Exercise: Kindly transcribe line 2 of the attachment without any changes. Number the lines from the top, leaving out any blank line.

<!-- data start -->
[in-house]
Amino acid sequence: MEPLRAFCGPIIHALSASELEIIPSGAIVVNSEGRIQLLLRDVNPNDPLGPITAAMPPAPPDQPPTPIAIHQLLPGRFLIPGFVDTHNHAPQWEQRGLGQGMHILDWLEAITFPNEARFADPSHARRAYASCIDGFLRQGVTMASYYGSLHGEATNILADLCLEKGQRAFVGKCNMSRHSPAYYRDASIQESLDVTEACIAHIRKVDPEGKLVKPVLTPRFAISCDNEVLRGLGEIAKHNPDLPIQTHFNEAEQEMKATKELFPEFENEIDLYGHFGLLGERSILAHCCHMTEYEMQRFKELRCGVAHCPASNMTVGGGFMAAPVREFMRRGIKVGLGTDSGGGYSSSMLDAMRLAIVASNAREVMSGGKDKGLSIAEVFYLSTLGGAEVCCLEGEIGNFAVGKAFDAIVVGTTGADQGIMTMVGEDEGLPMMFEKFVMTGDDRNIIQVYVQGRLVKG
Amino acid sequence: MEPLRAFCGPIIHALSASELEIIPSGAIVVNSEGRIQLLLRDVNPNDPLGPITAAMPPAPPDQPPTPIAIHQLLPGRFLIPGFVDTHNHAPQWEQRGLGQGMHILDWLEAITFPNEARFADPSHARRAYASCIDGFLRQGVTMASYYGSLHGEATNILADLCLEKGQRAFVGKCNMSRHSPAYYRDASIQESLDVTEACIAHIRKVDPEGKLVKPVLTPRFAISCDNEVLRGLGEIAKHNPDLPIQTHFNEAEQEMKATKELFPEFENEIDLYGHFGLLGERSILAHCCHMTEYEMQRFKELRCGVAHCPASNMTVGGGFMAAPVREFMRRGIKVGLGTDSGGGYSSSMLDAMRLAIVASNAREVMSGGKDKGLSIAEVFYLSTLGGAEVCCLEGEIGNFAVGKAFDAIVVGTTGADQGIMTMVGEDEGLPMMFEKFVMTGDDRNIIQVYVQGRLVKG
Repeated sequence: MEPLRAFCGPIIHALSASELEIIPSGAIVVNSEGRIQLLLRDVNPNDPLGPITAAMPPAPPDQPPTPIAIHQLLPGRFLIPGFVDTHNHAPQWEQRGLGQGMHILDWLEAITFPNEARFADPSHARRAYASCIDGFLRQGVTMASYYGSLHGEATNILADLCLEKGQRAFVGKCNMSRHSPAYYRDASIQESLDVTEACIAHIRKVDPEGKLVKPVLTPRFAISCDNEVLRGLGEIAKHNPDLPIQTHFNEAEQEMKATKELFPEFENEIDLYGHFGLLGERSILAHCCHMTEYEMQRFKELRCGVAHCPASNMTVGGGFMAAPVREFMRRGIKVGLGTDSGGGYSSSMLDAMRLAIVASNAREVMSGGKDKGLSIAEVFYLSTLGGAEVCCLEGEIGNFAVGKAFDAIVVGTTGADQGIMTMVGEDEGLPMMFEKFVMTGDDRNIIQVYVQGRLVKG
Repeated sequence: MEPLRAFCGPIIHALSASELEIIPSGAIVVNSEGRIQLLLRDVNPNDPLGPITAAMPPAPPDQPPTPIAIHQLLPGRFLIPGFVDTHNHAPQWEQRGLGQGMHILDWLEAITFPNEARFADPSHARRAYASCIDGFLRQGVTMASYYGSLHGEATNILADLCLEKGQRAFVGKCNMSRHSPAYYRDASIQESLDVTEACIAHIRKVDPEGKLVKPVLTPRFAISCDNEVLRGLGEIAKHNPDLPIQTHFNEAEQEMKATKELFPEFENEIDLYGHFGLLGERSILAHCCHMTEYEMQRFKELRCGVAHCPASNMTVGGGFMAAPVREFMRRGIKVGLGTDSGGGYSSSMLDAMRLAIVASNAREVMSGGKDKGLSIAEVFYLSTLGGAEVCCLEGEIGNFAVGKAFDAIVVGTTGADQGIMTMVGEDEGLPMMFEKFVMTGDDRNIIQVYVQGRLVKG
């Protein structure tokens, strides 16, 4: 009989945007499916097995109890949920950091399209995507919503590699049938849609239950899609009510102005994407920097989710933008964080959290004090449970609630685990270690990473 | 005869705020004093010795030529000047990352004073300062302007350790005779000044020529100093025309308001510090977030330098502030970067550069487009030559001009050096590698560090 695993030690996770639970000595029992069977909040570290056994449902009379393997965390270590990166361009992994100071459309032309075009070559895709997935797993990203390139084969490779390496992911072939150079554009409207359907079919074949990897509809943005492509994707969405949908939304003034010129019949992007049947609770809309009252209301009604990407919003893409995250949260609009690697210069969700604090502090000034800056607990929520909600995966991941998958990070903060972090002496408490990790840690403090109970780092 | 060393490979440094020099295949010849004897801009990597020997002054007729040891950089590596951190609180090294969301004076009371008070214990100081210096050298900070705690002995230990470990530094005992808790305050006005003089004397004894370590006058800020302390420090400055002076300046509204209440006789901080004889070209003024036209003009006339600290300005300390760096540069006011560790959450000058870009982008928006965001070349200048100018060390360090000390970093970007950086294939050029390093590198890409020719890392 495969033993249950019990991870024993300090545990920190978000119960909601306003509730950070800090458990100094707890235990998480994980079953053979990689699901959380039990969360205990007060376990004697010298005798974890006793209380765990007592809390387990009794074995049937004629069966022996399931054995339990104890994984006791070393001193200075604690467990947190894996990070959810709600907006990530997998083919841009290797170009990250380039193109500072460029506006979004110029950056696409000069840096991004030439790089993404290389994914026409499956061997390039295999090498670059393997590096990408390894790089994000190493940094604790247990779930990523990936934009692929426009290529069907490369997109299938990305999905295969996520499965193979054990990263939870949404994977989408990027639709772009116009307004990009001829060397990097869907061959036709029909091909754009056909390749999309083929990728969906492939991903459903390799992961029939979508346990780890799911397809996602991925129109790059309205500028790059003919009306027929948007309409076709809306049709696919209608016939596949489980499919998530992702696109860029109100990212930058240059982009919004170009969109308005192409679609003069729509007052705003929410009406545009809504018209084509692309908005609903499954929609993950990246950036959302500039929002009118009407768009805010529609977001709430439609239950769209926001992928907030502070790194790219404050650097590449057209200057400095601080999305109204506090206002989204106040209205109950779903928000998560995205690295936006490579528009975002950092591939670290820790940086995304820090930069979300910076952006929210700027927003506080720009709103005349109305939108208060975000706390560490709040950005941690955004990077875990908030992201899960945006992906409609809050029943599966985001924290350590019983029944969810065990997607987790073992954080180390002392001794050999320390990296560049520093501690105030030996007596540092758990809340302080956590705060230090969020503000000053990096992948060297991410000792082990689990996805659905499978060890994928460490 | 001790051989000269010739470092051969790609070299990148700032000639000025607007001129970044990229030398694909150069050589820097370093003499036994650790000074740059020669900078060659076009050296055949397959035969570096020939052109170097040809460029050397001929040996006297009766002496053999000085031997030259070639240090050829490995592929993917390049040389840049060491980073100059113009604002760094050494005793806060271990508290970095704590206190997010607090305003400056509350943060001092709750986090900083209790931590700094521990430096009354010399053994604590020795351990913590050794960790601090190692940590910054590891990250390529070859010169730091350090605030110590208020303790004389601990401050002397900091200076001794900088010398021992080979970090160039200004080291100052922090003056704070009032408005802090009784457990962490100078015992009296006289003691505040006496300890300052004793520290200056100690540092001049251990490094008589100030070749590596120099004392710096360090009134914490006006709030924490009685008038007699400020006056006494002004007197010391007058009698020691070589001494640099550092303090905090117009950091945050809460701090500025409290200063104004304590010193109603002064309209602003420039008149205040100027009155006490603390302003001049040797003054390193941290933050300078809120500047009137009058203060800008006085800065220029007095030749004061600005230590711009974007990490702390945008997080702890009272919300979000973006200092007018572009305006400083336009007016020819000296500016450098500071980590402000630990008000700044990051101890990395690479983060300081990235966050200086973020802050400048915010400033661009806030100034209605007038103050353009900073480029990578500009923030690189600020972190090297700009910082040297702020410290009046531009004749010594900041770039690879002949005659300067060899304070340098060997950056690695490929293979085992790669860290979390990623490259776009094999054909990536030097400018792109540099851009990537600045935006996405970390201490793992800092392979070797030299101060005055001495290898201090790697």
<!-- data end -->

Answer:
Amino acid sequence: MEPLRAFCGPIIHALSASELEIIPSGAIVVNSEGRIQLLLRDVNPNDPLGPITAAMPPAPPDQPPTPIAIHQLLPGRFLIPGFVDTHNHAPQWEQRGLGQGMHILDWLEAITFPNEARFADPSHARRAYASCIDGFLRQGVTMASYYGSLHGEATNILADLCLEKGQRAFVGKCNMSRHSPAYYRDASIQESLDVTEACIAHIRKVDPEGKLVKPVLTPRFAISCDNEVLRGLGEIAKHNPDLPIQTHFNEAEQEMKATKELFPEFENEIDLYGHFGLLGERSILAHCCHMTEYEMQRFKELRCGVAHCPASNMTVGGGFMAAPVREFMRRGIKVGLGTDSGGGYSSSMLDAMRLAIVASNAREVMSGGKDKGLSIAEVFYLSTLGGAEVCCLEGEIGNFAVGKAFDAIVVGTTGADQGIMTMVGEDEGLPMMFEKFVMTGDDRNIIQVYVQGRLVKG